Just read this in the local Saone et Loire rag:
La grêle a détruit entre 50 et 80% de la récolte à venir de l’appellation Rully, située en Saône-et-Loire, lors des orages qui ont touché la Bourgogne dans la nuit de mardi à mercredi, a-t-on appris auprès des viticulteurs.
«Il y a des secteurs qui sont bien, bien touchés. On parle de 80% à 100% de perte sur certains secteurs», a déclaré à l’AFP Vincent Daux, président de l’appellation.
We're talking significant bad news for the Rully vigneron. Read the whole article at:
My experience tells me, however, that I'll be able to buy all the Rully that I want at a reasonable price when the wine comes on the market.
I recall a 'disastrous' Chablis harvest in 1987. No grower (according to the oenologist at the Chablis cooperative at the time) hauled in a crop with a potential alcohol of more than 9.5%. Yet there was plenty of 1987 Chablis to be had in the coming years with more than 12% alcohol by volume. Don't recall any investigations being made for over-chaptilized Chablis at the time. A similar case (not wine however) in Tuscany sometime in the late 1980s. Severe frost had destroyed virtually all the olive trees in Tuscany - including those at Badia a Coltibuono (a reputable wine and olive oil producer). Yet there was no shortage of Tuscan olive oil in the following years - including that from Badia a Coltibuono.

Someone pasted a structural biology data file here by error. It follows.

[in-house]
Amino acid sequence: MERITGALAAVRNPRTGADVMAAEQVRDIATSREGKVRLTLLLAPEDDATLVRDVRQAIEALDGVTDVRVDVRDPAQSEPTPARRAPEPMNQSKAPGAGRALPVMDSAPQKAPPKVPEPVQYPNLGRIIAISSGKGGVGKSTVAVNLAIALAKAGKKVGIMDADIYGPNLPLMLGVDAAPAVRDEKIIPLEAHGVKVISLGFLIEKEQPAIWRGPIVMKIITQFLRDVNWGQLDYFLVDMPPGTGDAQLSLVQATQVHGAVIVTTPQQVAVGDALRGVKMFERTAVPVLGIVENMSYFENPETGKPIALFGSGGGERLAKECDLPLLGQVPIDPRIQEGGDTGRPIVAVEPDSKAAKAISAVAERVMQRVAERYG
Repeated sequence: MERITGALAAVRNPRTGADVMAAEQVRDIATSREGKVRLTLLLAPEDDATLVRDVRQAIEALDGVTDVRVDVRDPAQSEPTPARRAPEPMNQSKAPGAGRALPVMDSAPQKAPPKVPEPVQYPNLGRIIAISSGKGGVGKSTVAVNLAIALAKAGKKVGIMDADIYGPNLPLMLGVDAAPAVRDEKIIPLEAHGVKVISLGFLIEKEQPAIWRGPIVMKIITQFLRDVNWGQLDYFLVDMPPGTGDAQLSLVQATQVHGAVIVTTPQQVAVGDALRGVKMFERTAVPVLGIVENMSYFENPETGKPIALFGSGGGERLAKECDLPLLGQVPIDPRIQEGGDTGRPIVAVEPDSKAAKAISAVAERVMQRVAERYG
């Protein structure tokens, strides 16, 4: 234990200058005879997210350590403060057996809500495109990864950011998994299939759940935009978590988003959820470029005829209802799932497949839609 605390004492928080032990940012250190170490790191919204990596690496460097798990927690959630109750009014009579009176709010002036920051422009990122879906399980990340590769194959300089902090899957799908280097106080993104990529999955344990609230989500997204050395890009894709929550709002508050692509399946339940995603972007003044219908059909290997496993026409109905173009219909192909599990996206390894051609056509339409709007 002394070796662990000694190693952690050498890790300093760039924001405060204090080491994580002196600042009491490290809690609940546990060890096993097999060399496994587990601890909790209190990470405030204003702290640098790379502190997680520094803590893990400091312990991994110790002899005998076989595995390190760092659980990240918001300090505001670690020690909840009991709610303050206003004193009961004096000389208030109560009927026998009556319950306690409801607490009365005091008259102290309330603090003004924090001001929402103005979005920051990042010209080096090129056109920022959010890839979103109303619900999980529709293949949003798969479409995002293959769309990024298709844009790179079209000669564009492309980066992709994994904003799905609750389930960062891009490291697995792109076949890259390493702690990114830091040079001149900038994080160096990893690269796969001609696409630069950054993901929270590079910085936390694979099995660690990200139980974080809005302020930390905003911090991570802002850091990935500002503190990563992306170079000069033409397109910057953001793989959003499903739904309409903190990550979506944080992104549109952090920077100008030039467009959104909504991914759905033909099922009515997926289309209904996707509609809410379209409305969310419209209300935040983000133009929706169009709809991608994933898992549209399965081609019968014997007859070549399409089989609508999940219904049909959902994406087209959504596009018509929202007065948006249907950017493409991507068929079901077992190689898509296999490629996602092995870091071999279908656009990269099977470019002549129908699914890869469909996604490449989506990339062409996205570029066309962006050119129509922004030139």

How reliable are such notices in the end? Or - how reliable (and honest) are the growers when confronted with such 'disaster'?